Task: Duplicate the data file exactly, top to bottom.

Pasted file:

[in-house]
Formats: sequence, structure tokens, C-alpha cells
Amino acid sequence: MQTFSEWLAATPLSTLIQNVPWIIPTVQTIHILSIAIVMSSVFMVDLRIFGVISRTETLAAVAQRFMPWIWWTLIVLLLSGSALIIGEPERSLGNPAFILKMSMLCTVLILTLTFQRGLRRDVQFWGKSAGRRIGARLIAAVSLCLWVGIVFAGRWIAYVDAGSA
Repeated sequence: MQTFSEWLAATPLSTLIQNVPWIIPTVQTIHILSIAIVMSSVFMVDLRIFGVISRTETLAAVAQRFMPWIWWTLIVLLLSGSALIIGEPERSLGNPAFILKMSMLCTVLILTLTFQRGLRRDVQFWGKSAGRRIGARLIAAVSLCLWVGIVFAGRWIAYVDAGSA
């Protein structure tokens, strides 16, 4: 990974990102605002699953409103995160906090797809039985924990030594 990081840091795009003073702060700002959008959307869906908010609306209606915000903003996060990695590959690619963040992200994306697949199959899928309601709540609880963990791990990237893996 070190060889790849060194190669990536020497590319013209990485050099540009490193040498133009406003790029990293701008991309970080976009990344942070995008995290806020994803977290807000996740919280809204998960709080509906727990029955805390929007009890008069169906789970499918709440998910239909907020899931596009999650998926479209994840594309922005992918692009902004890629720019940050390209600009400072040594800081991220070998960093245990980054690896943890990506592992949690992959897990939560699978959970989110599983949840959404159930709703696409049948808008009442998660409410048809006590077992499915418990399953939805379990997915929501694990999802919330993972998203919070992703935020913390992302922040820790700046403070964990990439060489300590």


[in-house]
Formats: sequence, structure tokens, C-alpha cells
Amino acid sequence: MQTFSEWLAATPLSTLIQNVPWIIPTVQTIHILSIAIVMSSVFMVDLRIFGVISRTETLAAVAQRFMPWIWWTLIVLLLSGSALIIGEPERSLGNPAFILKMSMLCTVLILTLTFQRGLRRDVQFWGKSAGRRIGARLIAAVSLCLWVGIVFAGRWIAYVDAGSA
Repeated sequence: MQTFSEWLAATPLSTLIQNVPWIIPTVQTIHILSIAIVMSSVFMVDLRIFGVISRTETLAAVAQRFMPWIWWTLIVLLLSGSALIIGEPERSLGNPAFILKMSMLCTVLILTLTFQRGLRRDVQFWGKSAGRRIGARLIAAVSLCLWVGIVFAGRWIAYVDAGSA
């Protein structure tokens, strides 16, 4: 990974990102605002699953409103995160906090797809039985924990030594 990081840091795009003073702060700002959008959307869906908010609306209606915000903003996060990695590959690619963040992200994306697949199959899928309601709540609880963990791990990237893996 070190060889790849060194190669990536020497590319013209990485050099540009490193040498133009406003790029990293701008991309970080976009990344942070995008995290806020994803977290807000996740919280809204998960709080509906727990029955805390929007009890008069169906789970499918709440998910239909907020899931596009999650998926479209994840594309922005992918692009902004890629720019940050390209600009400072040594800081991220070998960093245990980054690896943890990506592992949690992959897990939560699978959970989110599983949840959404159930709703696409049948808008009442998660409410048809006590077992499915418990399953939805379990997915929501694990999802919330993972998203919070992703935020913390992302922040820790700046403070964990990439060489300590």